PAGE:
Indonesia's torture of addicts must stop
Jakarta, Indonesia — Moral theorists tend to agree that nearly all instances of torture are unjustifiable, irrespective of the motive. Although universally condemned, local values continue to allow the practice of torture. This is because certain individuals and communities tend to view torture as “acceptable” if it is conducted on particular people, such as prison inmates or convicted criminals.
In Indonesia this attitude prevails toward people charged with or convicted of drug abuse. It is standard, although unofficial, practice for police to torture detainees and inmates charged with this crime. What is worse, the individuals themselves often feel they deserve to be treated in such a manner. They believe they have committed a terrible crime, which makes them unworthy of being treated with dignity. The concept that they deserve to be tortured makes it extremely difficult to eradicate this practice.
In Indonesia, almost all drug-related arrests are accompanied by the practice of torture. In this context, the act of torture – cruel, inhumane and degrading treatment – is conducted in a nondiscriminatory manner.
Police torture involves different parts of the anatomy, depending on the victim’s gender. For women, the customary method is sexual abuse; the victim is ordered to strip and perform various sexual acts. For men it is likely to include regular beatings, sleep deprivation and electric shocks to the genitals. These practices are regarded as common and acceptable, not only by police officers, detainees and inmates but also by society.
Indonesians who use drugs are considered lowly human beings. They are often seen as people who engage freely in sexual activities, come from bad family environments, or have bad characters and personalities. In addition, they are susceptible to HIV/AIDS.
Drug use is considered inconsistent with local values, customs and religious teachings, therefore users and addicts tend to be disowned by their families and ostracized by society. This contributes to the hardship that often drives drug users to commit bigger crimes like theft, rape and murder. The moralistic approach to their problem has been most damaging to this vulnerable group.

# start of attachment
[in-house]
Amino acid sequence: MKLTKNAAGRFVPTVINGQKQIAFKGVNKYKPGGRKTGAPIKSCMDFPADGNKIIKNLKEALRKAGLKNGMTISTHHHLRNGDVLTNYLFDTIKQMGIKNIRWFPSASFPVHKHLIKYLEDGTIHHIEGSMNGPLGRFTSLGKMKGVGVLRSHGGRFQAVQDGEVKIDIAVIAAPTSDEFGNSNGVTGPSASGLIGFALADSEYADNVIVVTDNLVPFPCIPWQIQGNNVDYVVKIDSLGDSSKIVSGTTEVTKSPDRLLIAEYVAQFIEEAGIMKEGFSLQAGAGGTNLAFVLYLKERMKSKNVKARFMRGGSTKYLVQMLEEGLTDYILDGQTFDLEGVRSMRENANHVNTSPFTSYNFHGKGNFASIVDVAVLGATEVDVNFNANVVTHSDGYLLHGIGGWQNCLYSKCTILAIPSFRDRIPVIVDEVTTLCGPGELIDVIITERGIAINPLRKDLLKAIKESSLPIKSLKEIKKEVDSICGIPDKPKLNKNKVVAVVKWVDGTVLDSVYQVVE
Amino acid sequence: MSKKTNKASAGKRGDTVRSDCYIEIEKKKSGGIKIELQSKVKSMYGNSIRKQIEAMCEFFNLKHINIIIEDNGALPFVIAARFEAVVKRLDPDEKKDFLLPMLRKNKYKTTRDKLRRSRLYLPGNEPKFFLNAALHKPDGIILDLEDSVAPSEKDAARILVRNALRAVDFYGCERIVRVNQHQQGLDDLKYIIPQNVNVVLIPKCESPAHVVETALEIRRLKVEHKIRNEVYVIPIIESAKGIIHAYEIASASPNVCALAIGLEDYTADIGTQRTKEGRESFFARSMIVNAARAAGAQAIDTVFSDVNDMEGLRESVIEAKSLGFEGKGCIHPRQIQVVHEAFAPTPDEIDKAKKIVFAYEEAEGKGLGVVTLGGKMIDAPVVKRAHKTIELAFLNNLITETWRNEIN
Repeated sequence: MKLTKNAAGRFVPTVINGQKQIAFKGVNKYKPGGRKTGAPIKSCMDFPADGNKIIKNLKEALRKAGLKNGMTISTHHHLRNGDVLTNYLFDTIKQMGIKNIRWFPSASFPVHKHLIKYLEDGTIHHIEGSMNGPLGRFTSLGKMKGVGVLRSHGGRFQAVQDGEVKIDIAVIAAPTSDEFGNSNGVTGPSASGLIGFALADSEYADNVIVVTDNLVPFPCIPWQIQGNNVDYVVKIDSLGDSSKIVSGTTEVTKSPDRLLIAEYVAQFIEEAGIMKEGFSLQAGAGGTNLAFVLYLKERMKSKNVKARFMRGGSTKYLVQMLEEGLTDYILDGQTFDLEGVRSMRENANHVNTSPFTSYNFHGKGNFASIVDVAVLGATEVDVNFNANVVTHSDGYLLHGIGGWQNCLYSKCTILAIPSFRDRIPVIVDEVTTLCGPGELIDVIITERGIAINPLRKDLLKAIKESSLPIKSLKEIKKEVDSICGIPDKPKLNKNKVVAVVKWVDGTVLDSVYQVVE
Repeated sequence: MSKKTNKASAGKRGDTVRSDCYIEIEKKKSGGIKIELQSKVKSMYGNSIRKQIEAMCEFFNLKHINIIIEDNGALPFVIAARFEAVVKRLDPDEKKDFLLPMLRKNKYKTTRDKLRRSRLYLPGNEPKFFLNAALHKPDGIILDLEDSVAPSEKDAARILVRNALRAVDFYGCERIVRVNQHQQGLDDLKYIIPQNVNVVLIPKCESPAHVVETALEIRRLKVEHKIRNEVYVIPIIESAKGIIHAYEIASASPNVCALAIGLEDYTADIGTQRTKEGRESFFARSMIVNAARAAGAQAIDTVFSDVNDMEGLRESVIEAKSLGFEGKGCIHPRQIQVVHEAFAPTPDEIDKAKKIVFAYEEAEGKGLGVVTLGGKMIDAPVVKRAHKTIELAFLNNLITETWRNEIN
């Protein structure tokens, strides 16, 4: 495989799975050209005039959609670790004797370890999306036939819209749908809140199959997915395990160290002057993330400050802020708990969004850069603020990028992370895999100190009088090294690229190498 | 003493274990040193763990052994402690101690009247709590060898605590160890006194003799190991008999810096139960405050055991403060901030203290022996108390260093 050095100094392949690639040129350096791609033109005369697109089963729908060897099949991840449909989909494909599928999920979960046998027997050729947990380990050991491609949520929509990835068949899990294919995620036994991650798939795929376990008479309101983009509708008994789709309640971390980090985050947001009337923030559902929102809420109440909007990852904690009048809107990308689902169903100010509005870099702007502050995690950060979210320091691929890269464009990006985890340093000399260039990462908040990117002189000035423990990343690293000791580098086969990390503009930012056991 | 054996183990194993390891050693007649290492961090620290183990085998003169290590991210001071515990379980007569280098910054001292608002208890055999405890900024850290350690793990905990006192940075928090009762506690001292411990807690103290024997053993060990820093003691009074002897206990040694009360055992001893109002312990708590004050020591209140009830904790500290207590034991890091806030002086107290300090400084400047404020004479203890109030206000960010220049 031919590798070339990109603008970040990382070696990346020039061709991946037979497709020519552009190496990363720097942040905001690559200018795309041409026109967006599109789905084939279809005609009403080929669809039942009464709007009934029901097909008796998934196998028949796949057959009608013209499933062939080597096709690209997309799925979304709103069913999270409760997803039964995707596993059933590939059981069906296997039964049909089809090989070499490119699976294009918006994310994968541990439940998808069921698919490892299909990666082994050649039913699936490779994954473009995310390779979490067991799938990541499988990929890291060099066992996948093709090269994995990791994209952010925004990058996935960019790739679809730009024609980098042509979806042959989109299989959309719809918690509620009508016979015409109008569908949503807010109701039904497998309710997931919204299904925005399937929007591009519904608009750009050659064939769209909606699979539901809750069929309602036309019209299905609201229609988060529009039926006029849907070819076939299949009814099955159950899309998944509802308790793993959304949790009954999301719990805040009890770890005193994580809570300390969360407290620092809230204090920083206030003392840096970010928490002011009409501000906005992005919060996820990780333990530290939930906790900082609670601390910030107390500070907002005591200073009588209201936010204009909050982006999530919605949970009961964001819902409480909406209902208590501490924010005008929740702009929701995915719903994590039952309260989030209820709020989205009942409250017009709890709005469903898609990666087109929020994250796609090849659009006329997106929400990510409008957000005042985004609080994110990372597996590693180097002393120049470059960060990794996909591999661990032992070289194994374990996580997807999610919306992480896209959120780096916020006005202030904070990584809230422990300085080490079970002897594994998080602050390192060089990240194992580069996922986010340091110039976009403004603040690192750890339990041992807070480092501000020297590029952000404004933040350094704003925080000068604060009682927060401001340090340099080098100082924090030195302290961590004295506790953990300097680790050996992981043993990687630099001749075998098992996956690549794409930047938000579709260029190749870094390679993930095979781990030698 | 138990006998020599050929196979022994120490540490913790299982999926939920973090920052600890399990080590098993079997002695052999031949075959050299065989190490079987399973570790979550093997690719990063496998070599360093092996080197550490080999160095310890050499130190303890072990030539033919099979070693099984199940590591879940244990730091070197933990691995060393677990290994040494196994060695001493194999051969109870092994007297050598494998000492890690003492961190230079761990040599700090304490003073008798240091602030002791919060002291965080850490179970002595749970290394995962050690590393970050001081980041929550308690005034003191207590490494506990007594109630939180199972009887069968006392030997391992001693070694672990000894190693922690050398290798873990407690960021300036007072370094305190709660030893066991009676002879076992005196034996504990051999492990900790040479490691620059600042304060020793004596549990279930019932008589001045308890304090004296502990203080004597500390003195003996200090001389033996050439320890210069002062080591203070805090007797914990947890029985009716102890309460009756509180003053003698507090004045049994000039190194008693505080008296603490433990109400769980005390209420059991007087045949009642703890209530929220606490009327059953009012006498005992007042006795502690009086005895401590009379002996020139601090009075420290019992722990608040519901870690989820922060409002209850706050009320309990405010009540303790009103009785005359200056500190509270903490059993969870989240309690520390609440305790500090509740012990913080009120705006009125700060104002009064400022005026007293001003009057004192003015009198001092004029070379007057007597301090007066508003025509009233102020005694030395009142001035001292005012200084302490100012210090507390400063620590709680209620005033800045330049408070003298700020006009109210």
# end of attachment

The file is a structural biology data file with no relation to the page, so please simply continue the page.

Scholars of both culture and law have attempted to explain this phenomenon. One theory postulates that law is a reflection of cultural values within a particular society. The cultural values of a society can be observed in the people’s attitudes, which are heavily affected by both external factors and intrinsic moral values.
In the case of drug users, both social attitudes and moral values in Indonesia lead people to think that torture is justifiable, both in detention and after conviction. Social acceptance makes it hard to label torture a crime, although the law perceives it otherwise.
These circumstances are depressing, as they are erroneous. Application of the law must be strengthened so police officers understand they have an absolute duty to refrain from torture. The misperception that the torture of drug addicts is acceptable must be corrected.
Whether by coincidence or intent, the U.N. International Day in Support of Victims of Torture, established in 1997, falls on the same day as the International Day against Drug Abuse and Illicit Trafficking of Drugs, created a decade earlier. Both are on June 26.
It is a day to voice concern for both those who have endured the evil practice of torture as well as for drug users that are marginalized by society.
The fight against drugs should be conducted with the aim of protecting and rehabilitating drug addicts, as opposed to torturing them. Recognizing the human rights of drug users is essential, not least because it helps prevent the spread of HIV/AIDS and mitigate the impact of drug use on public health.
Criminalizing and targeting drug users will never solve the root problems of global illicit drug trafficking. Severe punishments such as the death penalty – which is the ultimate denial of the right to life and a form of cruel, inhuman, and degrading punishment – have failed to lower drug trafficking levels.
It is time for international human rights standards to be incorporated at the heart of international drug policies. The torture of any human being is unacceptable, and this includes drug users. Failure to implement humane policies will merely prolong the drawn-out sufferings of drug users as well as the mistaken attitudes of society.
Manfred Nowak, the U.N. special rapporteur on torture, rightly said, “It is high time to rethink the punitive approach to drug policies and to replace it with a human rights-based approach, which ensures inter alia the protection of the most vulnerable groups.”
We should not ignore this terribly mistreated group any longer in the name of a pointless war on drugs carried out by daily torture.
June 17, 2009